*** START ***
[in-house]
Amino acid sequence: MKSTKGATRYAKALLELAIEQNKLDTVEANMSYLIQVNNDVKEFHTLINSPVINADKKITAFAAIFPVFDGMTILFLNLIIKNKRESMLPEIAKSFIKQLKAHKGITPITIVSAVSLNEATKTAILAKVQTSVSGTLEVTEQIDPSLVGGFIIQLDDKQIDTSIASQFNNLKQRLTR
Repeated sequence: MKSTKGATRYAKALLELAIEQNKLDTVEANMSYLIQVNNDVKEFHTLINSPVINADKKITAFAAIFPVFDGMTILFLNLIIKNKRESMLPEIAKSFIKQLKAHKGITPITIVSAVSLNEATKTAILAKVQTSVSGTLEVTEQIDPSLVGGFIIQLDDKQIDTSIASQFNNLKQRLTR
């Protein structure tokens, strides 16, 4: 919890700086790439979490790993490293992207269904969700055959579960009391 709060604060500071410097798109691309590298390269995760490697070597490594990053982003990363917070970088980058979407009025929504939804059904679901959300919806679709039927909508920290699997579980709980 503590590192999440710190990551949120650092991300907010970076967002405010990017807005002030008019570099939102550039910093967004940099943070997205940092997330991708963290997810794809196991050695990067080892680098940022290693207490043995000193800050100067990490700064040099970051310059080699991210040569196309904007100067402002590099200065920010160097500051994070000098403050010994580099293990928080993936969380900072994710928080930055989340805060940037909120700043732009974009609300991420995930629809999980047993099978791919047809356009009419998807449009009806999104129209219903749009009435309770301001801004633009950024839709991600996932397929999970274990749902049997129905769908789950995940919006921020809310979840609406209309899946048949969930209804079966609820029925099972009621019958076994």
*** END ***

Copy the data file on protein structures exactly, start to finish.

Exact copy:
[in-house]
Amino acid sequence: MKSTKGATRYAKALLELAIEQNKLDTVEANMSYLIQVNNDVKEFHTLINSPVINADKKITAFAAIFPVFDGMTILFLNLIIKNKRESMLPEIAKSFIKQLKAHKGITPITIVSAVSLNEATKTAILAKVQTSVSGTLEVTEQIDPSLVGGFIIQLDDKQIDTSIASQFNNLKQRLTR
Repeated sequence: MKSTKGATRYAKALLELAIEQNKLDTVEANMSYLIQVNNDVKEFHTLINSPVINADKKITAFAAIFPVFDGMTILFLNLIIKNKRESMLPEIAKSFIKQLKAHKGITPITIVSAVSLNEATKTAILAKVQTSVSGTLEVTEQIDPSLVGGFIIQLDDKQIDTSIASQFNNLKQRLTR
């Protein structure tokens, strides 16, 4: 919890700086790439979490790993490293992207269904969700055959579960009391 709060604060500071410097798109691309590298390269995760490697070597490594990053982003990363917070970088980058979407009025929504939804059904679901959300919806679709039927909508920290699997579980709980 503590590192999440710190990551949120650092991300907010970076967002405010990017807005002030008019570099939102550039910093967004940099943070997205940092997330991708963290997810794809196991050695990067080892680098940022290693207490043995000193800050100067990490700064040099970051310059080699991210040569196309904007100067402002590099200065920010160097500051994070000098403050010994580099293990928080993936969380900072994710928080930055989340805060940037909120700043732009974009609300991420995930629809999980047993099978791919047809356009009419998807449009009806999104129209219903749009009435309770301001801004633009950024839709991600996932397929999970274990749902049997129905769908789950995940919006921020809310979840609406209309899946048949969930209804079966609820029925099972009621019958076994």